20% Proprioceptive neurons missing

60% Proprioceptive and cutaneous mechanoreceptors missing

Neuronal losses are expressed as the percentage of neurons lost in mutant compared to wild-type controls. n.s. = not significantly different. ND = not determined. Only some of the populations examined in the original papers are reported for the sake of brevity.

specific neuronal populations in the peripheral and autonomic nervous systems fail to develop or do not survive (see Box 1). For instance, in mice deficient in trkA or NGF, virtually all sympathetic neurons in the superior cervical ganglion die, while in mice deficient in trkC or NT3, proprioceptive neurons die.

At variance with what is found in the peripheral or auto-nomic nervous system, no central nervous system (CNS) population is solely dependent on one neurotrophin for its survival. Indeed, in neurotrophin knockout mice, there is no loss of any specific population of neurons in the CNS (Thoenen, 1995).1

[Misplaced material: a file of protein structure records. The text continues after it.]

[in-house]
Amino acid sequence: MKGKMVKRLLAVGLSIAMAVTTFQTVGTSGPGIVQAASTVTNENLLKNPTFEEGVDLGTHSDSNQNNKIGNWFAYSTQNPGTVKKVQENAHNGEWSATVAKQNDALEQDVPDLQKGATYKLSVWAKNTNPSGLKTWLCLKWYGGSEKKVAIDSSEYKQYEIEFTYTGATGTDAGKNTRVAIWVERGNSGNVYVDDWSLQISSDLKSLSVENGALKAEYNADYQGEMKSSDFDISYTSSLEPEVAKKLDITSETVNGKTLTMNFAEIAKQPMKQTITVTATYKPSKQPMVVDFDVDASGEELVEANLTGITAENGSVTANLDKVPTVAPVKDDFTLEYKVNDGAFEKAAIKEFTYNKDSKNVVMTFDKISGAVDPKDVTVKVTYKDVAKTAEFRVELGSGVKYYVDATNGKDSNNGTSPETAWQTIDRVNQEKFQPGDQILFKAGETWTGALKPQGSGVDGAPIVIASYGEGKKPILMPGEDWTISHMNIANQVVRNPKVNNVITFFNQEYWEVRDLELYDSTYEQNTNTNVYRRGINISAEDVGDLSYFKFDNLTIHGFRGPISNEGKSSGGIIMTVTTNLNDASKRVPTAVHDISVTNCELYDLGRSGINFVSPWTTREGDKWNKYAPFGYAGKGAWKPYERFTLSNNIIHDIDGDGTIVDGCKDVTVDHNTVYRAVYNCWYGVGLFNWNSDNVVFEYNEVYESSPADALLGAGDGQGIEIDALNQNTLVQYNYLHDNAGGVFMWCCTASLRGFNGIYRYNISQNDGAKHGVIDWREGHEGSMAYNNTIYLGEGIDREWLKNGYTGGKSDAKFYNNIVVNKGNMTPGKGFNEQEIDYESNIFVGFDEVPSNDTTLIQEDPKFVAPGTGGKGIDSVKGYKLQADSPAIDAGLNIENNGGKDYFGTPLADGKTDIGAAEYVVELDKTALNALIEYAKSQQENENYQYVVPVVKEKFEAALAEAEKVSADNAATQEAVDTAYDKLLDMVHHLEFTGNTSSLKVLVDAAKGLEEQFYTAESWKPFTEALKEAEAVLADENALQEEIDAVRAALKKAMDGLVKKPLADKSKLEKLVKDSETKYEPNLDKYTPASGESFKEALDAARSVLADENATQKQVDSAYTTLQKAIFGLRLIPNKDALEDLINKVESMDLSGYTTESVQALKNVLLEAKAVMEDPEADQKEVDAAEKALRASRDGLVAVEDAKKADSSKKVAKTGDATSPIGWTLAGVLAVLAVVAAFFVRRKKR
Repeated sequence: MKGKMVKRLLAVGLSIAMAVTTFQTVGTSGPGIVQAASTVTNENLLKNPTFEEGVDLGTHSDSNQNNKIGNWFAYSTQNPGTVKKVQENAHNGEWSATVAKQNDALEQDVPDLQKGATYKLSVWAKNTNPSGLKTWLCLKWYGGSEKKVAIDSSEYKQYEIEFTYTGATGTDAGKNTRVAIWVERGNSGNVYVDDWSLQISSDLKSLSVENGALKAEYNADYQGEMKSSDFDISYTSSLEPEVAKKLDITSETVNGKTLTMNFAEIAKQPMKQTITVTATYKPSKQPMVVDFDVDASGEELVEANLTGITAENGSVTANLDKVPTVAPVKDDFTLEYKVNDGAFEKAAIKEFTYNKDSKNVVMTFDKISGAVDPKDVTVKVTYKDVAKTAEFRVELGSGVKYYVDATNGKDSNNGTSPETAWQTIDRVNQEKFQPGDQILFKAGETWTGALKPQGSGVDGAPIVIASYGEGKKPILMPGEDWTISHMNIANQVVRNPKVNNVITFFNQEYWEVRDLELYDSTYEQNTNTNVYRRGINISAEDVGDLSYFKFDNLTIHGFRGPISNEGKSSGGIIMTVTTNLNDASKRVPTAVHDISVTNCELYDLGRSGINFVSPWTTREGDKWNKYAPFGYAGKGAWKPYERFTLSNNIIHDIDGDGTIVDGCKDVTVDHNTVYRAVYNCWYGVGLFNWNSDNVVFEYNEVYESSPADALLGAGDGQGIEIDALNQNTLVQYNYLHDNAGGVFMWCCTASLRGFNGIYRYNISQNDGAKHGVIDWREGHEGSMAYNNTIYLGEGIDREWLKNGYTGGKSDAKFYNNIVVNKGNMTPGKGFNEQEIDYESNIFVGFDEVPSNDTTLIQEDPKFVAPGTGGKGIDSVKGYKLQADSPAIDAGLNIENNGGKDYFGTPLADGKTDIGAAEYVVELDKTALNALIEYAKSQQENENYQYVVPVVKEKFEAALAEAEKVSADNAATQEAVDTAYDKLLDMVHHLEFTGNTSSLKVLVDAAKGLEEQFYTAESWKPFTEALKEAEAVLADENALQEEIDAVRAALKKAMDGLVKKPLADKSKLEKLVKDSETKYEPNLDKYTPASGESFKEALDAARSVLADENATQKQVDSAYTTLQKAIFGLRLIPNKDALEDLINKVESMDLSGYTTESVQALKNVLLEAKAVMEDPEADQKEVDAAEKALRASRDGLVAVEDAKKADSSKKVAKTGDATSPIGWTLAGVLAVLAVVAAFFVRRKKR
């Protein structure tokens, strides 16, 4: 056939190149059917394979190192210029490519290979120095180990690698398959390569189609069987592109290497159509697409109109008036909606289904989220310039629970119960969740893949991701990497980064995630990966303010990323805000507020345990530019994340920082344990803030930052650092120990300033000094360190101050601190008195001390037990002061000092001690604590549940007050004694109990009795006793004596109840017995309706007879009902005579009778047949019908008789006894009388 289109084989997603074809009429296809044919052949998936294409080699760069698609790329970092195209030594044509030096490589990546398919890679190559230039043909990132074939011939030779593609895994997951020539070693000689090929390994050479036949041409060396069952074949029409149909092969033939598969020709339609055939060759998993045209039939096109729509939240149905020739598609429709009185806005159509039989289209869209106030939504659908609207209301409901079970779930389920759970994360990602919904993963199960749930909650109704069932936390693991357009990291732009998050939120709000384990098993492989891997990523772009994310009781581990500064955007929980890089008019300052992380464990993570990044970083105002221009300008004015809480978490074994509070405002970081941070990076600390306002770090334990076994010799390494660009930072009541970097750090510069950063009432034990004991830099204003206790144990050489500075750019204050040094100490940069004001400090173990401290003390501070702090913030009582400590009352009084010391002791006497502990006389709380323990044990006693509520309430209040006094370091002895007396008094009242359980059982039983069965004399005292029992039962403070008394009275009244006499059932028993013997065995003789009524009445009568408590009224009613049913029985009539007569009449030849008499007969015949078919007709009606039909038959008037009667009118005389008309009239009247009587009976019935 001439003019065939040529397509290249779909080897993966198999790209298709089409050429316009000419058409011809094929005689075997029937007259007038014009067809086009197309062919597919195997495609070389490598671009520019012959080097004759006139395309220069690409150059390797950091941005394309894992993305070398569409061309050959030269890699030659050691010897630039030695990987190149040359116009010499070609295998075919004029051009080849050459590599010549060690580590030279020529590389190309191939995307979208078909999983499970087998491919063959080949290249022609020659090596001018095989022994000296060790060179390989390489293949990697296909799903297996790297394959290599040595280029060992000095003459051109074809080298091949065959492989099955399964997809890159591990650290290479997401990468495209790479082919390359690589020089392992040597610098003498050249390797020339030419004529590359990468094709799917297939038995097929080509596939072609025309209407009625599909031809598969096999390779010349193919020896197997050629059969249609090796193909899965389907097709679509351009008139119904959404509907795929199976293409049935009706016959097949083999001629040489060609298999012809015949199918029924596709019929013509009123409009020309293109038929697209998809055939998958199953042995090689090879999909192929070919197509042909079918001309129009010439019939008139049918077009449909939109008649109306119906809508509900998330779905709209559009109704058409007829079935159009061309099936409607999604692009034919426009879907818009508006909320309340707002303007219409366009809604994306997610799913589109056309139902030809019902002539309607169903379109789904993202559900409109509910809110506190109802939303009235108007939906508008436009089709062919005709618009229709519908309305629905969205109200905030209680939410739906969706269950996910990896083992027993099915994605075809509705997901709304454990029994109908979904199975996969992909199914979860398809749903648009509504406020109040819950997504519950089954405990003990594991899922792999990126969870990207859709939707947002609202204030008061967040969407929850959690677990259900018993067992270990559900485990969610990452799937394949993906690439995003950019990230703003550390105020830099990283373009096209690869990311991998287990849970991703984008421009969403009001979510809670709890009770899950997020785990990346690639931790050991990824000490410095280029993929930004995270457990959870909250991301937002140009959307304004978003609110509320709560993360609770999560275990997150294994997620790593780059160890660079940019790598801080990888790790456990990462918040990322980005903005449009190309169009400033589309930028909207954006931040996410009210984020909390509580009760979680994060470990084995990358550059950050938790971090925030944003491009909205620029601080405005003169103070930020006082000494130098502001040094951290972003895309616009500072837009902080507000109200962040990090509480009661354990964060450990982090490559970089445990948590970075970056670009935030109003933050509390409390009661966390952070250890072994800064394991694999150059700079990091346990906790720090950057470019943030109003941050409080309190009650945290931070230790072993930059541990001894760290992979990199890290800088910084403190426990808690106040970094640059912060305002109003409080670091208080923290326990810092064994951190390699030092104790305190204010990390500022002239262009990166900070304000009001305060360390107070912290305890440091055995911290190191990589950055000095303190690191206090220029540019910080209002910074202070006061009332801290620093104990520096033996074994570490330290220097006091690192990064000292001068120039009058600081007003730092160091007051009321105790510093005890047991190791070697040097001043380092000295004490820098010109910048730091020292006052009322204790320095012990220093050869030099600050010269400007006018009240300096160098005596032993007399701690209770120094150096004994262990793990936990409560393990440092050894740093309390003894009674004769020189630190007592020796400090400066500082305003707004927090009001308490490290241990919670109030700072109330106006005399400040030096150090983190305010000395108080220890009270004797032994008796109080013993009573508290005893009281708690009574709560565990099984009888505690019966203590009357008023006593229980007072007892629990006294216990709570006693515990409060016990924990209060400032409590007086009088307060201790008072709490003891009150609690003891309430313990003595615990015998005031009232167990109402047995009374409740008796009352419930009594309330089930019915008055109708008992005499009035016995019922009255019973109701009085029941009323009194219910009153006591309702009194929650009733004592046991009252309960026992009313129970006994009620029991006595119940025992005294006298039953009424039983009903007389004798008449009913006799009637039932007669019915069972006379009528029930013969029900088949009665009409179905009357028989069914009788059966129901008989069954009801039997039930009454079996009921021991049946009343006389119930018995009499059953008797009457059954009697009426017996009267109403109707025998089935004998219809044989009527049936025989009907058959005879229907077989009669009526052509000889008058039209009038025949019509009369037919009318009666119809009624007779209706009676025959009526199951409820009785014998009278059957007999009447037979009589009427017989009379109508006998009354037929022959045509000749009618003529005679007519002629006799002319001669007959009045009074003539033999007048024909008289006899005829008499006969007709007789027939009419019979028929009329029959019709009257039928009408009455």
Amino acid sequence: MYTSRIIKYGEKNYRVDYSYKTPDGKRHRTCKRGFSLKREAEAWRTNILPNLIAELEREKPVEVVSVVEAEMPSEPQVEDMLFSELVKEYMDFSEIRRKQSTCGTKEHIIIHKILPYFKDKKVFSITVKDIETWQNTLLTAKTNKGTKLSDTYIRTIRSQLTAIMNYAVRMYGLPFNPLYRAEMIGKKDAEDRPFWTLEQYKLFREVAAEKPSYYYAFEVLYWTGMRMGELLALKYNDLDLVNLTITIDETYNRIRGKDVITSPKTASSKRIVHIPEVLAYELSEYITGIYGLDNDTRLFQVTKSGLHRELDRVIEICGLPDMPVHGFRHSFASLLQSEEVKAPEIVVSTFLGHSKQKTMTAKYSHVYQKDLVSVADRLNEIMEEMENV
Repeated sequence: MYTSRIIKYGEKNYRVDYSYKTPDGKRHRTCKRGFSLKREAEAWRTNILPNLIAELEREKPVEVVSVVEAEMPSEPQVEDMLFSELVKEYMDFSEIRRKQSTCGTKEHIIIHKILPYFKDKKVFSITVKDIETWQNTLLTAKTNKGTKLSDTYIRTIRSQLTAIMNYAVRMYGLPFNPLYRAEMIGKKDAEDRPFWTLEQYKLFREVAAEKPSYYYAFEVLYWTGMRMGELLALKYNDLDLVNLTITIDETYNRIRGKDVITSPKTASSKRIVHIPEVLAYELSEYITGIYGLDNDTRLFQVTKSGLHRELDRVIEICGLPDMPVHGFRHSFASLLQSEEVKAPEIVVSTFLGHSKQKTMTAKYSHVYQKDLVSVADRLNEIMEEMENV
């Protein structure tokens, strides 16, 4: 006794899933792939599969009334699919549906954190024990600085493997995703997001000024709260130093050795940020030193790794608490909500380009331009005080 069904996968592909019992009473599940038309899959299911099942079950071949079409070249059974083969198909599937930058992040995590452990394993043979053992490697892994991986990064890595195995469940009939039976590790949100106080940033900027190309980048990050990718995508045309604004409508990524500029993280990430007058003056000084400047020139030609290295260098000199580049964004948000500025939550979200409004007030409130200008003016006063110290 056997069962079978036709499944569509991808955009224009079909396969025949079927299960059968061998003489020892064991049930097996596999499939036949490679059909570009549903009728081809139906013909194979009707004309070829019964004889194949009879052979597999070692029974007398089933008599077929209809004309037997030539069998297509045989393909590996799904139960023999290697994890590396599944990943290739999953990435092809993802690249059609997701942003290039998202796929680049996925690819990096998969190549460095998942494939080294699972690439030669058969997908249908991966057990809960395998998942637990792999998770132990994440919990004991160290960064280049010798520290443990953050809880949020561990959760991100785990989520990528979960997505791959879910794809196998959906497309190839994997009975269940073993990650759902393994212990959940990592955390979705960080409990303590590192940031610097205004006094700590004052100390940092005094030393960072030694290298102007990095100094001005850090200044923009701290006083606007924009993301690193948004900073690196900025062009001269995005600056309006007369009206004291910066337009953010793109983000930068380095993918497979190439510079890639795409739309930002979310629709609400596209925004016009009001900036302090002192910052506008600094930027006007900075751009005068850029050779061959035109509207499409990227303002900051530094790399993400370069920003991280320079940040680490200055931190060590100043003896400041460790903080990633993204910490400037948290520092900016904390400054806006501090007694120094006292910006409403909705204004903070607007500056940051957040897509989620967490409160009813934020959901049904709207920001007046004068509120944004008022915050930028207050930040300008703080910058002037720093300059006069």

With hindsight, this observation already hinted at the possibility that the role of neurotrophins in the CNS was not neuronal survival. However, it took a completely dif ferent series of experiments to show clearly that neu-rotrophins have an important role in the plasticity of the CNS, leading to the formulation of a new neurotrophic hypothesis. These experiments were performed in the developing visual system.

1 Note: Several authors have employed neurotrophins to save neurons from lesion-induced death. Paradigmatic is the effect of NGF on the survival of cholinergic basal forebrain neurons after axotomy. Retinal ganglion cell survival is also increased by exogenous neurotrophins. This, however, does not mean that the exogenous neurotrophin can substitute for the loss of the target-derived endogenous one. Indeed, blockage of axonal transport does not cause appreciable death of retinal ganglion cells.